The danger of e-cigarettes
An article in the Independent this week warned that, “Smoking e-cigarettes when pregnant puts unborn babies at risk”.
They were reporting on a presentation given by Judith Zelikoff, New York University, to the American Association for the Advancement of Science in Washington. The presentation showed that through experimentation with mice, exposure to e-cigarette vapour raises the risk of learning difficulties in unborn babies. After birth there may be difficulties in the babies coordination, memory and learning skills later in life, learning difficulties or ADHD.
The dangers of e-cigarettes were looked into by Public Health England, who published their results in August 2015, stating that vaping e-cigarettes was 95% less dangerous than actual smoking.
However, the British Fertility Society has responded to the Judith Zelikoff research by saying that it may be best for women to avoid all kinds of smoking during their pregnancy.
Now, it may be true that taking a substance with about 40 chemicals, may be significantly less dangerous than taking over 4,000 chemicals into your body with every hit. But if those chemicals include dangers, then the risks should still be highlighted. Notably, there are still carcinogens present - chromium, formaldehyde, and n-nitrososornicotine. There are chemicals that damage the liver and kidneys – acetone and phenol. But it is diethylene glycol, that is used in antifreeze, that is known to cause reproductive and fetal effects, that is probably the greatest concern.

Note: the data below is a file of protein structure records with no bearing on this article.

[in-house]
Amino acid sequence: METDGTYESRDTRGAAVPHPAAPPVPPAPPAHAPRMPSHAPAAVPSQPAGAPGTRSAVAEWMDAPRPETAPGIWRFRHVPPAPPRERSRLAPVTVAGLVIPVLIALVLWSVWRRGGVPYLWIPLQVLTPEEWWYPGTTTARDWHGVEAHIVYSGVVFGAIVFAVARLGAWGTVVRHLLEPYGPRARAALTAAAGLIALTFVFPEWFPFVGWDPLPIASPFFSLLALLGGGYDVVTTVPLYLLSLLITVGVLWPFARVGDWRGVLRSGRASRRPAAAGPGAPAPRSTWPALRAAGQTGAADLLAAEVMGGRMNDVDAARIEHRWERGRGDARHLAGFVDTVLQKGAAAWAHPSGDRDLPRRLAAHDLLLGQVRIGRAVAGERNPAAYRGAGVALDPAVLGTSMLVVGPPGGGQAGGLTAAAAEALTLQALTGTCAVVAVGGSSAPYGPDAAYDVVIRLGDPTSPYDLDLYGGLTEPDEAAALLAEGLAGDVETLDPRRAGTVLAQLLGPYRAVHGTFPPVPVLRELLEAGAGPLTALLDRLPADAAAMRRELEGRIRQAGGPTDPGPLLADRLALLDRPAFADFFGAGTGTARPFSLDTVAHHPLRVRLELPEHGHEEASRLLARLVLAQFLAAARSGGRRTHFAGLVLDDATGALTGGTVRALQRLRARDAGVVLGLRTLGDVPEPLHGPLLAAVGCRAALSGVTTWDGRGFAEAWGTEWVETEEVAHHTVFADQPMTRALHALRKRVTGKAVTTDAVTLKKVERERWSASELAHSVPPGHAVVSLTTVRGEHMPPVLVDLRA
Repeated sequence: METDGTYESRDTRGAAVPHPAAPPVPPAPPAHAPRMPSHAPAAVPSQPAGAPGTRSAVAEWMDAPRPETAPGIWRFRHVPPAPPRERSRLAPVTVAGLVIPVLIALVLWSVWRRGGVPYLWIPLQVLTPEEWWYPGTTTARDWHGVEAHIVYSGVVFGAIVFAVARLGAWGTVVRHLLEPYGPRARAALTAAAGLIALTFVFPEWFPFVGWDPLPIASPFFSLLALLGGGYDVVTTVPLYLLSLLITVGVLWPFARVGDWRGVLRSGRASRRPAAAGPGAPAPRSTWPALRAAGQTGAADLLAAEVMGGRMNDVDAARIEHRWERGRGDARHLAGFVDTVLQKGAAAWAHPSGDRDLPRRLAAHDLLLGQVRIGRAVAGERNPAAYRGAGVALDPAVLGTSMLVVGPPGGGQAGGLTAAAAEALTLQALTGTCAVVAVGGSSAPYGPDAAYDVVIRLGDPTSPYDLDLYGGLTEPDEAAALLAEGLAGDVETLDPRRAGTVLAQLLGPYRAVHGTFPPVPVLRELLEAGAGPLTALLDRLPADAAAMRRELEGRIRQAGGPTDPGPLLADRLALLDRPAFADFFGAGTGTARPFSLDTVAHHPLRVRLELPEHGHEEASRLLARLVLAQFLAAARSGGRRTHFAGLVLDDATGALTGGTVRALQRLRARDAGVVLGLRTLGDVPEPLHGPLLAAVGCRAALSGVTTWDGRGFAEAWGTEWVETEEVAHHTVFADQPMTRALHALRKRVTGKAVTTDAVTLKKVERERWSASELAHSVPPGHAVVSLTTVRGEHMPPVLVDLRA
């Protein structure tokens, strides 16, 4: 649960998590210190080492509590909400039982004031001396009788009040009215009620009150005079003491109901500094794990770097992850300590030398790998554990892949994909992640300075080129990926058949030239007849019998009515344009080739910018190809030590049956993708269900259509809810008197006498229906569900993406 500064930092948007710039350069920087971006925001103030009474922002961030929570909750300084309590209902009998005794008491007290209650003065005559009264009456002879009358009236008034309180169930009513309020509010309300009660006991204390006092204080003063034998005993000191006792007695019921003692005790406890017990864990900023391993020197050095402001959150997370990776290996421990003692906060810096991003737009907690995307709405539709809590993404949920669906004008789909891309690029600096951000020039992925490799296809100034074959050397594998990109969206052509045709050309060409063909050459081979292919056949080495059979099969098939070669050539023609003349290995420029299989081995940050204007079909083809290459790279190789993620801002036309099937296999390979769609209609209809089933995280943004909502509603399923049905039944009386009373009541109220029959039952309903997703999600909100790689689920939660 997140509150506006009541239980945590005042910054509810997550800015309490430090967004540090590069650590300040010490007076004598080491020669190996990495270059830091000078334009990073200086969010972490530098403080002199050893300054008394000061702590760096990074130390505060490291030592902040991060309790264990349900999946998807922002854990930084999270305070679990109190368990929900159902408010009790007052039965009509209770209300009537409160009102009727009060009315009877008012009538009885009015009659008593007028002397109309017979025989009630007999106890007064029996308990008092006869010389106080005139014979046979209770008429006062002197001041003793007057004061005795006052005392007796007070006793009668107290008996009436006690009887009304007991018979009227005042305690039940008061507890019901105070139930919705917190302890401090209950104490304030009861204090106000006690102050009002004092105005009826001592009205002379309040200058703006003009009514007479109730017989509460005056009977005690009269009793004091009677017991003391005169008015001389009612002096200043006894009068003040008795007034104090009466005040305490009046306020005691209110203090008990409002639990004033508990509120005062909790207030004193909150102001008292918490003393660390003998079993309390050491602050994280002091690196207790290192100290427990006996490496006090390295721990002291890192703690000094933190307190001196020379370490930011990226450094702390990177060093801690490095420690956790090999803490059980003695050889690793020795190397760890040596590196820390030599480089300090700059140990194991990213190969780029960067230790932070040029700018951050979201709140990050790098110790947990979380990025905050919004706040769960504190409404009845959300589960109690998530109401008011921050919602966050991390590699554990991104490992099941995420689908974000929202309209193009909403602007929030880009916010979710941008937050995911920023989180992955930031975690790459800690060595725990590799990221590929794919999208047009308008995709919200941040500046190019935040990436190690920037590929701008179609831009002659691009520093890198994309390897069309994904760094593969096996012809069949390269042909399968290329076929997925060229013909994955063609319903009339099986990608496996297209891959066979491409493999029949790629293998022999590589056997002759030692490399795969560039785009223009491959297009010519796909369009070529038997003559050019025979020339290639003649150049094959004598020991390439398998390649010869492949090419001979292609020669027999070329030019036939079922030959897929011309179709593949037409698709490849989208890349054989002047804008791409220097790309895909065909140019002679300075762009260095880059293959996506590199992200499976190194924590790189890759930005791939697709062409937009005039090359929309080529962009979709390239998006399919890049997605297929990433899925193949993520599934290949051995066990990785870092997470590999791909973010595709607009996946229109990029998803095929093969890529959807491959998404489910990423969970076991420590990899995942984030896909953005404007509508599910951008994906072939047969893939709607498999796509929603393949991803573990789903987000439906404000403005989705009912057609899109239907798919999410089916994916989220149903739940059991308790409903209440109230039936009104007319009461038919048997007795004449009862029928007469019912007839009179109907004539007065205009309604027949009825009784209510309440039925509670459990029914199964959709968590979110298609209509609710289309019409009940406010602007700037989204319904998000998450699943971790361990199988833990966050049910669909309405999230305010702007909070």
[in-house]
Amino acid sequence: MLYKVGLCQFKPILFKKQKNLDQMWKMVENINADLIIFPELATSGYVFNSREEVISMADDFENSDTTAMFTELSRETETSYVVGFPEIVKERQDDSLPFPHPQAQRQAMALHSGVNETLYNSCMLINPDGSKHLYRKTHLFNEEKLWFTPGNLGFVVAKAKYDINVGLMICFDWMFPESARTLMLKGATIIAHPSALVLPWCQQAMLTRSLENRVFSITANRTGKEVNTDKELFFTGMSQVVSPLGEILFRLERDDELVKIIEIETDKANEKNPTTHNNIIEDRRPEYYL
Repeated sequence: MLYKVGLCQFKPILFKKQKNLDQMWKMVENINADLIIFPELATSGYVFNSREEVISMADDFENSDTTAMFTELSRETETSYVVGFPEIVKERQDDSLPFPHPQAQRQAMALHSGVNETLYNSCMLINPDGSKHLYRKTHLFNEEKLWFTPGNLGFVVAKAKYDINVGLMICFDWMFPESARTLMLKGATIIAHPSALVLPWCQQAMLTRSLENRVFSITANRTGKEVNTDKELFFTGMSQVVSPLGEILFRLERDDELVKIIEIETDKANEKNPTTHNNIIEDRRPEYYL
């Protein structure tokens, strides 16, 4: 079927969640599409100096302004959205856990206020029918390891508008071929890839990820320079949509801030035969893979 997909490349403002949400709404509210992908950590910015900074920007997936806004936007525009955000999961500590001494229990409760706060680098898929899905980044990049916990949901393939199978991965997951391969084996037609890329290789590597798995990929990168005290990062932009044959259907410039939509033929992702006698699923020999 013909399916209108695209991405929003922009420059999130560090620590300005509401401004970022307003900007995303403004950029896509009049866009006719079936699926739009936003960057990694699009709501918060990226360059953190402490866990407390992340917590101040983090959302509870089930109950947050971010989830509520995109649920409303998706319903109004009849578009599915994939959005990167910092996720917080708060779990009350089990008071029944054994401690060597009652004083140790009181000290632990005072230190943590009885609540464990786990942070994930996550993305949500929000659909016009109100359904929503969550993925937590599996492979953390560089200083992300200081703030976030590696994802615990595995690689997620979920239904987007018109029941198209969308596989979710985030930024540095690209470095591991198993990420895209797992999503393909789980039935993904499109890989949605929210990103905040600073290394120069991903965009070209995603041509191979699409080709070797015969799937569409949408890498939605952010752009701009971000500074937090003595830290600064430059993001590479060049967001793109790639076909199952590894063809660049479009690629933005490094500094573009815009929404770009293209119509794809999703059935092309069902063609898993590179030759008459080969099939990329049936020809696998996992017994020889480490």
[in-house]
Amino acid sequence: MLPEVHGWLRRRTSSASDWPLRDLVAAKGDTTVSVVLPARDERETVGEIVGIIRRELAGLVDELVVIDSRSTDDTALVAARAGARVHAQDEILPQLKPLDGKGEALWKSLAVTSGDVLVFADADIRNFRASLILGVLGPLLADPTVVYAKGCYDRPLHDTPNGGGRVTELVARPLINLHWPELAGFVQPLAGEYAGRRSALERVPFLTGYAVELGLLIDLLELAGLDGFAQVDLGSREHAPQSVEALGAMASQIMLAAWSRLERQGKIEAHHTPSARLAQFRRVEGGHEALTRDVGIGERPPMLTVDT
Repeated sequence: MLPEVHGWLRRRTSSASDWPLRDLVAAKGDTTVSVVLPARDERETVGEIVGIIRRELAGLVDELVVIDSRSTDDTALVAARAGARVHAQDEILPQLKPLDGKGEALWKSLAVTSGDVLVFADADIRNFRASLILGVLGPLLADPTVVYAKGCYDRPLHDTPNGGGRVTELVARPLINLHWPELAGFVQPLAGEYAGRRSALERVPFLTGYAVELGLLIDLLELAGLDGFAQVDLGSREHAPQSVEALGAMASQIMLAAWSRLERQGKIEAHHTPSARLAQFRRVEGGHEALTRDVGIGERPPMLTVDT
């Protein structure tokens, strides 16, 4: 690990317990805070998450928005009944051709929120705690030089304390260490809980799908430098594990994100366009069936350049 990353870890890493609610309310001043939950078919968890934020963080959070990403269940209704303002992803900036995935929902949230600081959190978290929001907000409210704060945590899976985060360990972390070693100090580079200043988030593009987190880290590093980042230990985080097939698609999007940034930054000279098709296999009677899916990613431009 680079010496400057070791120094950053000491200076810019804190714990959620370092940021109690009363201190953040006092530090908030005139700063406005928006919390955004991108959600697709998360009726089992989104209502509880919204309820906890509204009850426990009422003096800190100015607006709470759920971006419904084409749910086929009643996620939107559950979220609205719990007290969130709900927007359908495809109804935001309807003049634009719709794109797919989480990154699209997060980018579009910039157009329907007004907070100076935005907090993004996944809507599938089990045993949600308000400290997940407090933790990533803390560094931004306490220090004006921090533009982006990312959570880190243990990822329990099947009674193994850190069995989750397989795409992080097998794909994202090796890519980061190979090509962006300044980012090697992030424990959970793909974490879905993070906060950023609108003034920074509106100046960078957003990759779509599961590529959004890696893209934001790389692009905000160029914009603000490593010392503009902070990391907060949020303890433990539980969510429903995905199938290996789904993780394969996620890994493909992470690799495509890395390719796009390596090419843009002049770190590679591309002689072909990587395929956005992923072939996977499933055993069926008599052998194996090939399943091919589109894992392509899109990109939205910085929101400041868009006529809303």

However, please don’t think that I am knocking nicotine replacement products. They have been known to help people in giving up smoking. By gradually reducing the amount of vapour one takes, a person can give up their addiction completely.
That is, if the addiction is purely a physical one. If the addiction is a psychological one, then it may be harder to stop. The associations of when you smoke, who you smoke with, where you smoke, what triggers you to smoke and why you started in the first place are not going to be addressed by NRT.
Hypnotherapy aims to nip the smoking habit in the bud, by addressing all of these psychological issues and convincing the subconscious mind that you don’t need to smoke. It works, partly through time distortion, taking you into the person of the future - who has already conquered the smoking habit - and is now living a more healthy, more prosperous and more vigourous life. If hypnotherapists can help with the natural development of unborn babies too, then they should be commended.
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About Matthew Hall
Master in Clinical Hypnosis